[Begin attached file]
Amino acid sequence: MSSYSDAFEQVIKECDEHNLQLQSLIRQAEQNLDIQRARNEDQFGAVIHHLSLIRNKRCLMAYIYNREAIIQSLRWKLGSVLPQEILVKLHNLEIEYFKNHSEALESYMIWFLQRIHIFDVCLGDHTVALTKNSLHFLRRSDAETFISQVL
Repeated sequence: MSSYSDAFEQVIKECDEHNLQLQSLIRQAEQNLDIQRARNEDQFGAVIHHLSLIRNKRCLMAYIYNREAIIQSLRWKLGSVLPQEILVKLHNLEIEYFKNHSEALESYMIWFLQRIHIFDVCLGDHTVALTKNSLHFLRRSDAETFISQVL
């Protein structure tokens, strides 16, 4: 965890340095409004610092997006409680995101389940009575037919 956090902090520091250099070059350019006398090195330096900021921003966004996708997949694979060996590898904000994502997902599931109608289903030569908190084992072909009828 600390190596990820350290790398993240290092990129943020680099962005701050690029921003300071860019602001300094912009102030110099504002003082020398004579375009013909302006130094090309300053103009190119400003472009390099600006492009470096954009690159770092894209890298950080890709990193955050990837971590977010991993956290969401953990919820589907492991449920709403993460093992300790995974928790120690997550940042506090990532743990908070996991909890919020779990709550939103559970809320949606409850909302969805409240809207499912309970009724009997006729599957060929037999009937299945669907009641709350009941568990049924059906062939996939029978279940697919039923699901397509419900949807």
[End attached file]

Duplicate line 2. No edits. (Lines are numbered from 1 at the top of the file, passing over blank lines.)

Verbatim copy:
Repeated sequence: MSSYSDAFEQVIKECDEHNLQLQSLIRQAEQNLDIQRARNEDQFGAVIHHLSLIRNKRCLMAYIYNREAIIQSLRWKLGSVLPQEILVKLHNLEIEYFKNHSEALESYMIWFLQRIHIFDVCLGDHTVALTKNSLHFLRRSDAETFISQVL